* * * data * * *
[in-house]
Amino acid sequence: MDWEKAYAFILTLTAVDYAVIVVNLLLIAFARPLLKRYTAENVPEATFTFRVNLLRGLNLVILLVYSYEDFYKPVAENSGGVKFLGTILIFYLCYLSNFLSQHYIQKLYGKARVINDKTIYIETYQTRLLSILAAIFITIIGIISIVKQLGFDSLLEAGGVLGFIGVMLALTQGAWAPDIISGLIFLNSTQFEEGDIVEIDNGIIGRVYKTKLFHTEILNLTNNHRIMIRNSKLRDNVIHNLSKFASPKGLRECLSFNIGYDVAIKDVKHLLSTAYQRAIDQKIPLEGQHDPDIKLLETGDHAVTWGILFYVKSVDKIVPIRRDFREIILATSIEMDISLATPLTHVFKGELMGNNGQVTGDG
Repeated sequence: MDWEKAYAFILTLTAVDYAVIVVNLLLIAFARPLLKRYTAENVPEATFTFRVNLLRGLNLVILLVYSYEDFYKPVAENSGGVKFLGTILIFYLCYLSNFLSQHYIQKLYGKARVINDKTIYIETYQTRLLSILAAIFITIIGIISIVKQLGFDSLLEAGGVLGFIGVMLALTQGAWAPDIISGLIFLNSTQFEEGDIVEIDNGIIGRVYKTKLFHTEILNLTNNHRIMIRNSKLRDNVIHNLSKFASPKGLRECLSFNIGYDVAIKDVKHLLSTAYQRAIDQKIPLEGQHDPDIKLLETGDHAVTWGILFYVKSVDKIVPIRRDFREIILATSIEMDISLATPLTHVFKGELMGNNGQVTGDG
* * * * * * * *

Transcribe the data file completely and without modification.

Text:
[in-house]
Amino acid sequence: MDWEKAYAFILTLTAVDYAVIVVNLLLIAFARPLLKRYTAENVPEATFTFRVNLLRGLNLVILLVYSYEDFYKPVAENSGGVKFLGTILIFYLCYLSNFLSQHYIQKLYGKARVINDKTIYIETYQTRLLSILAAIFITIIGIISIVKQLGFDSLLEAGGVLGFIGVMLALTQGAWAPDIISGLIFLNSTQFEEGDIVEIDNGIIGRVYKTKLFHTEILNLTNNHRIMIRNSKLRDNVIHNLSKFASPKGLRECLSFNIGYDVAIKDVKHLLSTAYQRAIDQKIPLEGQHDPDIKLLETGDHAVTWGILFYVKSVDKIVPIRRDFREIILATSIEMDISLATPLTHVFKGELMGNNGQVTGDG
Repeated sequence: MDWEKAYAFILTLTAVDYAVIVVNLLLIAFARPLLKRYTAENVPEATFTFRVNLLRGLNLVILLVYSYEDFYKPVAENSGGVKFLGTILIFYLCYLSNFLSQHYIQKLYGKARVINDKTIYIETYQTRLLSILAAIFITIIGIISIVKQLGFDSLLEAGGVLGFIGVMLALTQGAWAPDIISGLIFLNSTQFEEGDIVEIDNGIIGRVYKTKLFHTEILNLTNNHRIMIRNSKLRDNVIHNLSKFASPKGLRECLSFNIGYDVAIKDVKHLLSTAYQRAIDQKIPLEGQHDPDIKLLETGDHAVTWGILFYVKSVDKIVPIRRDFREIILATSIEMDISLATPLTHVFKGELMGNNGQVTGDG